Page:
OLIVEIRA, Manoel de
Nationality: Portuguese. Born: Manoel Cândido Pinto de Oliveira in Oporto, 10 December 1908; grandfather of actor Ricardo Trepa. Family: Married Maria Isabel Carvalhais, 1940; four children. Career: Athlete and race car driver, 1920–27; directed his first film, 1929, then returned to sporting activities, 1930s; directed his first feature, Aniki-Bóbó , 1941; unable to make films, worked in agriculture, 1943–71; became a full-time filmmaker, 1972. Awards: Berlin Film Festival Special Prize-Interfilm Award, 1981; Venice Film Festival Golden Lion, "For His Whole Works," 1985; Sao Paolo International Film Festival Critics Special Award, for Os Canibais , 1988; Cannes Film Festival FIPRESCI Award (Special Award), 1990; Venice Film Festival Special Grand Jury Prize, for A divina comedia , 1991; Locarno International Film Festival Leopard of Honor for Lifetime Achievement and His Latest Movie, O Dia do desespero , 1992; Sao Paolo International Film Festival Critics Award, Tokyo International Film Festival Best Artistic Contribution Award, for Vale Abraao , 1993; Catalonian International Film Festival Prize of the Screenwriter's Critic and Writer's Catalan Association, for O Convento , 1995; Cannes Film Festival FIPRESCI Award, European Film Awards FIPRESCI Award, Tokyo International Film Festival Special Achievement Award, for Viagem ao principio do mundo , 1997; Best Director Portuguese Golden Globe, for Inquietude , 1998; Mar del Plata Film Festival Special Jury Prize, 1998; Montreal World Film Festival Grand Prix Special des Ameriques, 1998; Cannes Film Festival Jury Prize, for A Carta , 1999.
Films as Director:
Douro, faina fluvial ( Hard Labor on the River Douro ) (short)(+ pr, sc, ed)
Miramar praia das rosas (short) (+ pr, sc, ed); Ja se fabricam automovels em Portugal (short) (+ pr, sc, ed)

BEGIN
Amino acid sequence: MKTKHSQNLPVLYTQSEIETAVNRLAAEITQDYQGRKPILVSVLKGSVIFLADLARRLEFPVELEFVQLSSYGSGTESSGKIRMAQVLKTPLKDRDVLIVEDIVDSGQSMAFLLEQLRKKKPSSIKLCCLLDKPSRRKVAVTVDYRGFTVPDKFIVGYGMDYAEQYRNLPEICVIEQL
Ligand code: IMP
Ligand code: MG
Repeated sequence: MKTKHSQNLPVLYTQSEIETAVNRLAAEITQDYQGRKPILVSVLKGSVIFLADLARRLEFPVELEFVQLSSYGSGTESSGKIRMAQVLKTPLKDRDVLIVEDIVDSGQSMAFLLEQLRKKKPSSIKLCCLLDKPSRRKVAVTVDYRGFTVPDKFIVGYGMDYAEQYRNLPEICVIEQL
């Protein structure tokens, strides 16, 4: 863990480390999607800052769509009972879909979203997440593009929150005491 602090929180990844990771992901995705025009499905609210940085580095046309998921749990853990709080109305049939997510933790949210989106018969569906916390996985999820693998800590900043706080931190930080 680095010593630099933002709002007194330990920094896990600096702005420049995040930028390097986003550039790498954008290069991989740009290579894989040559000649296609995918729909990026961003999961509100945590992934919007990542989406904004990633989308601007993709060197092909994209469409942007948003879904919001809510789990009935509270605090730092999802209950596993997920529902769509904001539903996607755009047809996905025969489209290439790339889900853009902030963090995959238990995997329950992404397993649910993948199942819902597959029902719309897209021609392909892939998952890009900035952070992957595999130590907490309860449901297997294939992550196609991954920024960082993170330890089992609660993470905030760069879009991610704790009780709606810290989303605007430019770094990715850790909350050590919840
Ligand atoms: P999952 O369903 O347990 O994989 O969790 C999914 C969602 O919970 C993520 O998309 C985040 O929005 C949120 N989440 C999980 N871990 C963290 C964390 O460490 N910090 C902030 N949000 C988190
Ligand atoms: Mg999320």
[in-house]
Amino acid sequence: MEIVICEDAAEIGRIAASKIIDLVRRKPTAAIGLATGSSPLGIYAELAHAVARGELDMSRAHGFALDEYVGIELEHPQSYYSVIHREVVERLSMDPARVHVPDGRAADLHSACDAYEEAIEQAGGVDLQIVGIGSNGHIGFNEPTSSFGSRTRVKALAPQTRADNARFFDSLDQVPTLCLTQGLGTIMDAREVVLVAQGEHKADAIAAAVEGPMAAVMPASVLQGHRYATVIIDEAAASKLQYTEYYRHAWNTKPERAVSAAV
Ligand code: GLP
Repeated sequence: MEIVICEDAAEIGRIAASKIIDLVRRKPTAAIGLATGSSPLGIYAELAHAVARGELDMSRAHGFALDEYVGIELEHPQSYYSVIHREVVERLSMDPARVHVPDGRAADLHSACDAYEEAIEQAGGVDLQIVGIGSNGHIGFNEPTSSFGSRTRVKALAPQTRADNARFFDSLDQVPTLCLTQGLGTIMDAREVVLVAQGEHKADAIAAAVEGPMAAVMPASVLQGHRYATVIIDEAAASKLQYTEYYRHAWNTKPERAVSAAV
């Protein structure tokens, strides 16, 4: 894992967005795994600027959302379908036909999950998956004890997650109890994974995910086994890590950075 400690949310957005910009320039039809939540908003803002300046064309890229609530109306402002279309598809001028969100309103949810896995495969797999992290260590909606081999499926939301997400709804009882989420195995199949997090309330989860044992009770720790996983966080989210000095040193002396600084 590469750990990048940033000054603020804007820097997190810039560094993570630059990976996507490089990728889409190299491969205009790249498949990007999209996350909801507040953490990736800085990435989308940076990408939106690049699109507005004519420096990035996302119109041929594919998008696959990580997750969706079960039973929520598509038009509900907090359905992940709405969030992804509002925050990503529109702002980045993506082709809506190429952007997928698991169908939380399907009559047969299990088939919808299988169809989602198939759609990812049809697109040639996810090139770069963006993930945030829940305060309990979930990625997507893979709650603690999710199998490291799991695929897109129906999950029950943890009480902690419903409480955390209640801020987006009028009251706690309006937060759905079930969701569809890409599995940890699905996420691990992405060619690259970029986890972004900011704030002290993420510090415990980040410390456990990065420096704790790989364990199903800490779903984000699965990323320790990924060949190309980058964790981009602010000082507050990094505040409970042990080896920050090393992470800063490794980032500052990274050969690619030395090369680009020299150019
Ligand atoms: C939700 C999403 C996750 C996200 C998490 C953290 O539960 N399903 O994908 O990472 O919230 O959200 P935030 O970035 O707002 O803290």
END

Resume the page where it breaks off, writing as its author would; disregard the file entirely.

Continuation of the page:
Famalicão (short) (+ pr, sc, ed)
Aniki-Bóbó (+ sc)
O pintor e a cidade ( The Painter and the Town ) (+ pr,sc, ed, ph)
O pão ( Bread ) (+ ed, ph, sc)
O coracão ( The Heart ) (short) (+ sc)
Acto da primavera ( The Passion of Jesus ) (+ pr, ed, ph, sc); A caça ( The Hunt ) (+ ph, ed, sc)
As pinturas de meu irmão Júlio ( Pictures of My Brother Julio )(short) (+ pr, ph, ed)
O passado e o presente ( Past and Present ) (+ co-pr, ed)
Benilde ou a Virgem Mãe ( Benilde: Virgin and Mother ) (+ ed)
Amor de perdicão ( Doomed Love ) (+ sc)
Memórias e confissoes ( Memories and Confessions ) (to be released only after de Oliveira's death)
Lisboa Cultural ( Cultural Lisbon )
Nice à propos de Jean Vigo
O Sapato de cetim ( Le Soulier de satin ; The Satin Slipper )(+ sc)
O Meu Caso—Repeticoes ( Mon Cas ) (+ sc)
Os Canibais ( The Cannibals ) (+ sc, ed); A Bandeira Nacional ( The National Flag ) (doc short)
Não ou a Vã Glória de Mandar ( Non or the Vain Glory of Command ) (+ sc, ed)
A divina comedia ( The Divine Comedy ) (+ sc, ed)
O Dia do desespero ( The Day of Despair ) (+ sc, ed)
Vale Abraao ( Abraham Valley ) (+ sc, ed)
A Caixa ( Blind Man's Bluff ) (+ sc)
O Convento ( The Convent ) (+ sc, ed)
Party (+ co-sc)
Viagem ao principio do mundo ( Journey to the Beginning of the World , Voyage to the Beginning of the World ) (+ sc, ro as "Driver")
Inquietude ( Anxiety ) (+ sc)
A Carta ( The Letter ) (+ sc)
Palavra e Utopia
Fatima Milagrosa (Lupo) (uncredited extra)
A Canção de Lisboa (Telmo) (role)
Conversa Acabada (Botelho) (ro as Priest)
Lisbon Story (Wenders) (ro as himself)
By OLIVEIRA: book—
Aniki-Bóbó , Porto, 1963.
By OLIVEIRA: articles—
"O cinema e o capital," in Movimento (Lisbon), October 1933.
Interview with Paulo Rocha, in Critica (Lisbon), March 1972.
Interview with João Botelho and Cabral Martins, in M (Lisbon), August/September 1975.
"A propos de Benilde ou a Virgem-Mãe," in Image et Son (Paris), February 1977.
"Los Paisajes pintados," an interview with F. Llináa and S. Zunzunegui, in Contracampo (Madrid), January 1981.
Interview with Richard Peña, in Journal of Film and Video (Carbondale, Illinois), Summer 1983.
Interview with Charles Tesson and others, in Cahiers du Cinéma (Paris), January 1986.
"Le cinema de demain," in Cahiers du Cinéma (Paris), May 1991 (sup).
Bassan, R., "La divine comedie," in Revue du Cinéma (Paris), May 1992.
Borlee, G., "La divine comedie," in Grand Angle (Mariembourg, Belgium), July 1992.
Interview with A. de Baecque and T. Jousse, in Cahiers du Cinéma (Paris), April 1993.
Interview with J. A. Gili, in Positif (Paris), September 1993.
"Kijk eens Mama, ik heb een takening gemaakt!," interview with G. Lefort, in Skrien (Amsterdam), April/May 1994.
Interview with J. M. Lalanne, in Le Mensuel du Cinéma (Paris), June 1994.